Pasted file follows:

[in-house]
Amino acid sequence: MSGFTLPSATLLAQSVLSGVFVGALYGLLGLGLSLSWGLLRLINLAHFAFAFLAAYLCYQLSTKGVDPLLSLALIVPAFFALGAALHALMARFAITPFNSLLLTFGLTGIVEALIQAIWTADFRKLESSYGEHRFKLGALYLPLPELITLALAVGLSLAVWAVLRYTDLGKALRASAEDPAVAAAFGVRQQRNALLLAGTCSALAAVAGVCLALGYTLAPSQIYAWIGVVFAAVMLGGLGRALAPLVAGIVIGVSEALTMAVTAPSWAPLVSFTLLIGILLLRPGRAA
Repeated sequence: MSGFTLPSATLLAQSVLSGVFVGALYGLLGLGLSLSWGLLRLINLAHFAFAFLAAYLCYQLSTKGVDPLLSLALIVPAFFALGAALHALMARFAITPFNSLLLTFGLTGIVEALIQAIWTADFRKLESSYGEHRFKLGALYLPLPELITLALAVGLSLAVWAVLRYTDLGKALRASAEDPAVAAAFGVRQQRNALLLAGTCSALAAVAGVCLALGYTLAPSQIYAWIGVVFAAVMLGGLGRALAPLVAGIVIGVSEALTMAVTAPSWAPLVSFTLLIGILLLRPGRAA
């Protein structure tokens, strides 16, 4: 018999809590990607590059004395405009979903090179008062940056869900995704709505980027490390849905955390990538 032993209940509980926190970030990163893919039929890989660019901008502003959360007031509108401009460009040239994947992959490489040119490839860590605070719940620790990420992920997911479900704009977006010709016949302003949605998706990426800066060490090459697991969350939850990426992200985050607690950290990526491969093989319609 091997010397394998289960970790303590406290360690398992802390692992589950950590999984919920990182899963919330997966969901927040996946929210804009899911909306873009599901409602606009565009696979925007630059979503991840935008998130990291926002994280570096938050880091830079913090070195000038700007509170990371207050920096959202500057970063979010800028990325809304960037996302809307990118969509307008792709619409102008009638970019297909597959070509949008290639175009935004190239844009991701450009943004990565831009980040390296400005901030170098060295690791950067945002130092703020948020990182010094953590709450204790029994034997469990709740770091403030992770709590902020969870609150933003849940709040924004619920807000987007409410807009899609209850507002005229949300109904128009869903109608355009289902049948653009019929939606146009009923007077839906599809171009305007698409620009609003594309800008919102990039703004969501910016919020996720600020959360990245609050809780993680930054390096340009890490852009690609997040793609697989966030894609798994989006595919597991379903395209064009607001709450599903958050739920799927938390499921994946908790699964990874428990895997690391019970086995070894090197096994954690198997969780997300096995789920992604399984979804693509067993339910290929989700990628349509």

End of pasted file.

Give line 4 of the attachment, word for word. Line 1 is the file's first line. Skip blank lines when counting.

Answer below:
């Protein structure tokens, strides 16, 4: 018999809590990607590059004395405009979903090179008062940056869900995704709505980027490390849905955390990538 032993209940509980926190970030990163893919039929890989660019901008502003959360007031509108401009460009040239994947992959490489040119490839860590605070719940620790990420992920997911479900704009977006010709016949302003949605998706990426800066060490090459697991969350939850990426992200985050607690950290990526491969093989319609 091997010397394998289960970790303590406290360690398992802390692992589950950590999984919920990182899963919330997966969901927040996946929210804009899911909306873009599901409602606009565009696979925007630059979503991840935008998130990291926002994280570096938050880091830079913090070195000038700007509170990371207050920096959202500057970063979010800028990325809304960037996302809307990118969509307008792709619409102008009638970019297909597959070509949008290639175009935004190239844009991701450009943004990565831009980040390296400005901030170098060295690791950067945002130092703020948020990182010094953590709450204790029994034997469990709740770091403030992770709590902020969870609150933003849940709040924004619920807000987007409410807009899609209850507002005229949300109904128009869903109608355009289902049948653009019929939606146009009923007077839906599809171009305007698409620009609003594309800008919102990039703004969501910016919020996720600020959360990245609050809780993680930054390096340009890490852009690609997040793609697989966030894609798994989006595919597991379903395209064009607001709450599903958050739920799927938390499921994946908790699964990874428990895997690391019970086995070894090197096994954690198997969780997300096995789920992604399984979804693509067993339910290929989700990628349509």